“You have to be the change you want to see in the world”, Gandhi

It all started with a piece I wrote for the Keith Haring Foundation. I was stunned into action, astounded by how much my talented and benevolent friend managed to accomplish in his very short 31 years on this planet. Twenty years after his death, the charities Keith was so actively involved in are still being supported by his foundation today. That is called making a real difference! I began digging deeper within to start realizing my own purpose in this lifetime. My quest brought me to New York for the spectacular WIE Symposium. My head is still spinning with the sheer volume of information from every possible avenue.

Panels on the future role of women in technology, becoming an entrepreneur, fashion: dressing and addressing, break out sessions for young innovators, telling women’s stories through film. The health, wellness, and spirituality panel, women in advocacy, women leading the way in business, and creative campaigning.

Women, little more than girls themselves, from all over the world sharing stories of unthinkable atrocities and how they are conquering adversity to facilitate change in their communities. Their phenomenal message being, “do not look at us as victims, look at us as the leaders that we are.”

Sarah Brown, wife of England’s former Prime Minister, addressing the Millennium Development Goals on meeting our promises to girls and women everywhere; and the adorable twelve year old girl from South Africa who brought us all to our feet in a standing ovation when she so eloquently shared about how important education is and what it means to her future, and ultimately to all of ours.

A mind-boggling gathering of the worlds most intelligent, creative, successful women mentoring others like me, still finding my way, and searching for how I might make a difference. Arianna Huffington, Glenda Bailey, Sheila C. Johnson, Donna Karan, Diane Von Furstenberg, Nora Ephron, Nancy Meyers, Marianne Williamson, Ashley Judd, Cathie Black, Susan Smith Ellis, June Sarpong MBE, Melinda Gates, Baroness Amos – and that is just a fraction of all the luminaries in attendance. With energy like that all in one place at one time, miracles happen! It was a jaw-dropping day, during which I took copious amounts of notes and over 350 photographs from the front row while clarity began to spark in my mind over an idea I have for helping homeless women and children called “Tweet to Eat.” I’ll write more about that as it develops.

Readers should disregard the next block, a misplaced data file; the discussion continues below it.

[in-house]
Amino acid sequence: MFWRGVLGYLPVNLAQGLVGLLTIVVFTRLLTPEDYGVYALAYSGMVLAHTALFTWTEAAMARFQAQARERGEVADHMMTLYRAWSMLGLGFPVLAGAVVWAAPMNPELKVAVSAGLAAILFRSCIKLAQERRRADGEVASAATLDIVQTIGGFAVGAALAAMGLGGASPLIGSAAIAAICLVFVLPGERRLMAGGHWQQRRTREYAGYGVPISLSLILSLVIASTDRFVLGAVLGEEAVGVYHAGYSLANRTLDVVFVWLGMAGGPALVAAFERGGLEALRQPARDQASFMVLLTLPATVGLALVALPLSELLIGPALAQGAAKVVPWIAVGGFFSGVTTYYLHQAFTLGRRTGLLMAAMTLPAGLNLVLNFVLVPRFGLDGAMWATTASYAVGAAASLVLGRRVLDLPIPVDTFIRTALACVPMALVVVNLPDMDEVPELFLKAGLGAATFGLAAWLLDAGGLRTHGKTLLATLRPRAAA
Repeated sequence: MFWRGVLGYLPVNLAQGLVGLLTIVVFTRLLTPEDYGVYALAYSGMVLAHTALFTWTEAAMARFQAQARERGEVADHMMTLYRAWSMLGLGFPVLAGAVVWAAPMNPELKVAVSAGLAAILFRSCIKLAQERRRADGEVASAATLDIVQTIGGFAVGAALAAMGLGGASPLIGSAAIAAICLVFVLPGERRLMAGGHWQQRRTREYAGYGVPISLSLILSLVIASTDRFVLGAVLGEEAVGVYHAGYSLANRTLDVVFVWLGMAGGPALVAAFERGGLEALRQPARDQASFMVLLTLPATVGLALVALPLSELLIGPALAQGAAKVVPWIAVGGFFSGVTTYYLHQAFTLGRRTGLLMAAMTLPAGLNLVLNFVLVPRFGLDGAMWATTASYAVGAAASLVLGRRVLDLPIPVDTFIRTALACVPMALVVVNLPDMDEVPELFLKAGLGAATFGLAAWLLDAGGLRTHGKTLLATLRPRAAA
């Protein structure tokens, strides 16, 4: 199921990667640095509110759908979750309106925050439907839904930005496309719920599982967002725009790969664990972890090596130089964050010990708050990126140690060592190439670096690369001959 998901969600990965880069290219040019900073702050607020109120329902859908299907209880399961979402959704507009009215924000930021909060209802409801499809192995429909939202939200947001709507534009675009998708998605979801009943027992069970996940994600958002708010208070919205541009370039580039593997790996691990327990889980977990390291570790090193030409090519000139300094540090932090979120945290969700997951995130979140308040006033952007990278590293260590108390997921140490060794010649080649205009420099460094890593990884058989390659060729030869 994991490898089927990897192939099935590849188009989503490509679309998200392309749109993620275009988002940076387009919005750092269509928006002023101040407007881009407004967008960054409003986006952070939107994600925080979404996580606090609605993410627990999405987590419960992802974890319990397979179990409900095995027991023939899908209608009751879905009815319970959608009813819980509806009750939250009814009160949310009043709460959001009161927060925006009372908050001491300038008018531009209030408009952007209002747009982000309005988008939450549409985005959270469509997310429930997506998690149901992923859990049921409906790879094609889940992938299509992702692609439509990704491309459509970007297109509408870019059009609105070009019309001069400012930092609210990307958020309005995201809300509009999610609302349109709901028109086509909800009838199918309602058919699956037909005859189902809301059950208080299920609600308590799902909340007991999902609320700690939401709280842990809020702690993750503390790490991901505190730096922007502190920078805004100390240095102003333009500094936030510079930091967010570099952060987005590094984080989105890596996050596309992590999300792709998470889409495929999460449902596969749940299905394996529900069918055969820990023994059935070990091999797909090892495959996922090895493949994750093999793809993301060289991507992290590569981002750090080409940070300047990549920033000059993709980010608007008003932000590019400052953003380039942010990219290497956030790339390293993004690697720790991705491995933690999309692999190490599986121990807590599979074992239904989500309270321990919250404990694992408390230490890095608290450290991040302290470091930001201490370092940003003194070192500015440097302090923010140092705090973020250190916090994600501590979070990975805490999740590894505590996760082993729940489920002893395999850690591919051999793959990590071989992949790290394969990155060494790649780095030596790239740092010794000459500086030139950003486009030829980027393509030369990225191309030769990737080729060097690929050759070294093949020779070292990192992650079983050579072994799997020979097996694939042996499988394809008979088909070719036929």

It is such a massive undertaking to process all of the events of the day, let alone describe it in an intelligible, concise manner here for you. Even though words and food are my medium, I am a visual thinker. I use my photographs to spark memories and ideas as the writing flows. That is my process, so I sit here with a lump in my throat, deeply saddened that these photos are lost. I tried, but unfortunately they were irretrievable from the camera’s memory card.

It is way too much information for just one blog anyway. As I slowly digest the magnitude of inspiration I experienced, I’ll continue to hope for my computer (and photos) safe return, and I will share insights with you bit by bit. In the meantime I’ll share one of my personal highlights of the day.

I felt such joy to see Christy Turlington Burns again. We originally met when she was just sixteen years old, shooting Duran Duran’s Notorious video and album cover, and I was heavily pregnant with Tatjana. As always, Christy’s inner beauty manages to outshine her impossibly gorgeous outer beauty. The supermodel, CARE advocate, and founder of EveryMotherCounts.org has directed a documentary on maternal health originally screened at the Tribeca Film Festival last spring, and is set to air during Mother’s Day on Oprah’s new network. ‘No Woman, No Cry’ is an enormous accomplishment inspired by her own personal experience, that will hopefully raise awareness and put an end to the unnecessary maternal mortality rates that soar out of control in so many countries.

It was a poignant moment when Christy threw her arms around me and asked how my daughter is doing after hearing her speak so passionately for women who might not otherwise have a voice. It really hit home that I never once worried about my own pregnancy, because I was fortunate enough to live in a country where advanced medical care is readily available. I am once again reminded of the tremendous blessings in my life, and the extraordinary people who bring them to my attention.

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